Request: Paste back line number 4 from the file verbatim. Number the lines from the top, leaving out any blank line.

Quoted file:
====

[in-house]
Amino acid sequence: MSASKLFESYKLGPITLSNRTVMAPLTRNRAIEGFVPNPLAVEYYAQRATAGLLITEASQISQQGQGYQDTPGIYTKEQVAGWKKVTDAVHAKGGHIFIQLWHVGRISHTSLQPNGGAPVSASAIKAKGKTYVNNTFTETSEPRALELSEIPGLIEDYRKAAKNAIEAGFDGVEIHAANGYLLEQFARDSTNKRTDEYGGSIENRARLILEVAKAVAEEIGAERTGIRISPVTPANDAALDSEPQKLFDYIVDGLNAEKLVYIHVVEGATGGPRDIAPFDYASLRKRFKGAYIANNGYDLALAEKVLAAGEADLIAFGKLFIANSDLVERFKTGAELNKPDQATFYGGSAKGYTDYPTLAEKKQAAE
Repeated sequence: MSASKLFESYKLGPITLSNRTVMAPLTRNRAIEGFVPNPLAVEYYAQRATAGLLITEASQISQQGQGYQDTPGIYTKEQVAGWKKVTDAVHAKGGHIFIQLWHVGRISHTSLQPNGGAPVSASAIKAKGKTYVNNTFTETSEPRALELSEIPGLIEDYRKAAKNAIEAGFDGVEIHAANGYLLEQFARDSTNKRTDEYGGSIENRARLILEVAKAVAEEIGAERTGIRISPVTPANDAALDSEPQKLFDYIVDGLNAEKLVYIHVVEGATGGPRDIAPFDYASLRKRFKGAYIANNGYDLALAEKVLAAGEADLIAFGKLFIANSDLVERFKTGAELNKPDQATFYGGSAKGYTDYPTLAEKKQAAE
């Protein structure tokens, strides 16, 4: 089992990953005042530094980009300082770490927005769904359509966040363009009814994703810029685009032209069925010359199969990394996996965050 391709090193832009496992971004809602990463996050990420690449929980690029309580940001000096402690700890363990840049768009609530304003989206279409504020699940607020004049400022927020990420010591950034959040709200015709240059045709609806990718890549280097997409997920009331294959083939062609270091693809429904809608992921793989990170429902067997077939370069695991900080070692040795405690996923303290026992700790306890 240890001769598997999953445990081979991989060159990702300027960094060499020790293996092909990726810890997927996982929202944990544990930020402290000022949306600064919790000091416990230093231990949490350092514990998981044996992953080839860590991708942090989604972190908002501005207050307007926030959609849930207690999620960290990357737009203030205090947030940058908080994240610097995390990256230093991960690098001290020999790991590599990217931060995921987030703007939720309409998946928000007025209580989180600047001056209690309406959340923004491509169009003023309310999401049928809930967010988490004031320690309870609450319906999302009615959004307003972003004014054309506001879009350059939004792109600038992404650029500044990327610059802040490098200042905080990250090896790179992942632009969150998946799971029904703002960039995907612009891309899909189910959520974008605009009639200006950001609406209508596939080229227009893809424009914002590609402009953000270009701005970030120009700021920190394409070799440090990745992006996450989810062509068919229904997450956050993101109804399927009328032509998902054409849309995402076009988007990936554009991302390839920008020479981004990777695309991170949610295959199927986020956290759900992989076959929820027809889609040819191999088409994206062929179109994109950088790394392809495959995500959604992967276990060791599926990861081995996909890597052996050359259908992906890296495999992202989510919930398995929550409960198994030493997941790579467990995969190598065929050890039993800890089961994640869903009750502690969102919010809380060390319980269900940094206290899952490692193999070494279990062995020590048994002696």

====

């Protein structure tokens, strides 16, 4: 089992990953005042530094980009300082770490927005769904359509966040363009009814994703810029685009032209069925010359199969990394996996965050 391709090193832009496992971004809602990463996050990420690449929980690029309580940001000096402690700890363990840049768009609530304003989206279409504020699940607020004049400022927020990420010591950034959040709200015709240059045709609806990718890549280097997409997920009331294959083939062609270091693809429904809608992921793989990170429902067997077939370069695991900080070692040795405690996923303290026992700790306890 240890001769598997999953445990081979991989060159990702300027960094060499020790293996092909990726810890997927996982929202944990544990930020402290000022949306600064919790000091416990230093231990949490350092514990998981044996992953080839860590991708942090989604972190908002501005207050307007926030959609849930207690999620960290990357737009203030205090947030940058908080994240610097995390990256230093991960690098001290020999790991590599990217931060995921987030703007939720309409998946928000007025209580989180600047001056209690309406959340923004491509169009003023309310999401049928809930967010988490004031320690309870609450319906999302009615959004307003972003004014054309506001879009350059939004792109600038992404650029500044990327610059802040490098200042905080990250090896790179992942632009969150998946799971029904703002960039995907612009891309899909189910959520974008605009009639200006950001609406209508596939080229227009893809424009914002590609402009953000270009701005970030120009700021920190394409070799440090990745992006996450989810062509068919229904997450956050993101109804399927009328032509998902054409849309995402076009988007990936554009991302390839920008020479981004990777695309991170949610295959199927986020956290759900992989076959929820027809889609040819191999088409994206062929179109994109950088790394392809495959995500959604992967276990060791599926990861081995996909890597052996050359259908992906890296495999992202989510919930398995929550409960198994030493997941790579467990995969190598065929050890039993800890089961994640869903009750502690969102919010809380060390319980269900940094206290899952490692193999070494279990062995020590048994002696």